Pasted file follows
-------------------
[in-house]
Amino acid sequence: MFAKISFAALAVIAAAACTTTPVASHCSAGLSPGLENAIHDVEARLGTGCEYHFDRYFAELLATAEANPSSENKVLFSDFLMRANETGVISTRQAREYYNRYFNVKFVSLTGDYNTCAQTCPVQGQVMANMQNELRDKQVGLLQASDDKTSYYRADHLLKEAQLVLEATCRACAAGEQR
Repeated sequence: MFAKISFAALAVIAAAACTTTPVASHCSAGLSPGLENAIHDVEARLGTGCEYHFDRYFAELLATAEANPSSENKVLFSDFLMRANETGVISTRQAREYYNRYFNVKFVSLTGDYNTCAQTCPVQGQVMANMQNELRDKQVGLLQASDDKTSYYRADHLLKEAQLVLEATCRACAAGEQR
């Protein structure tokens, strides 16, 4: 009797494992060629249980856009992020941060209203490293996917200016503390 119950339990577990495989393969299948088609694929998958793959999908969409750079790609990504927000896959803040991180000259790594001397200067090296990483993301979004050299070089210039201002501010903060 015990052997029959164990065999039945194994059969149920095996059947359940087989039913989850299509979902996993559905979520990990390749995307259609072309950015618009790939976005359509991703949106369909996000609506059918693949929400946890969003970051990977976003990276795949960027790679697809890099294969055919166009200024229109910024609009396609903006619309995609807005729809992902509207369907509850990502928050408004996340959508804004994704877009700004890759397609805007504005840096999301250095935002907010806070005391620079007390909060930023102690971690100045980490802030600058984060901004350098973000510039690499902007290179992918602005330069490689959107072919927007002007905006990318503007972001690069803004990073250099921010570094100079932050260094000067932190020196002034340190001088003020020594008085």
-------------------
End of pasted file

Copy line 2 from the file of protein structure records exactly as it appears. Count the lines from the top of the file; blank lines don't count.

Amino acid sequence: MFAKISFAALAVIAAAACTTTPVASHCSAGLSPGLENAIHDVEARLGTGCEYHFDRYFAELLATAEANPSSENKVLFSDFLMRANETGVISTRQAREYYNRYFNVKFVSLTGDYNTCAQTCPVQGQVMANMQNELRDKQVGLLQASDDKTSYYRADHLLKEAQLVLEATCRACAAGEQR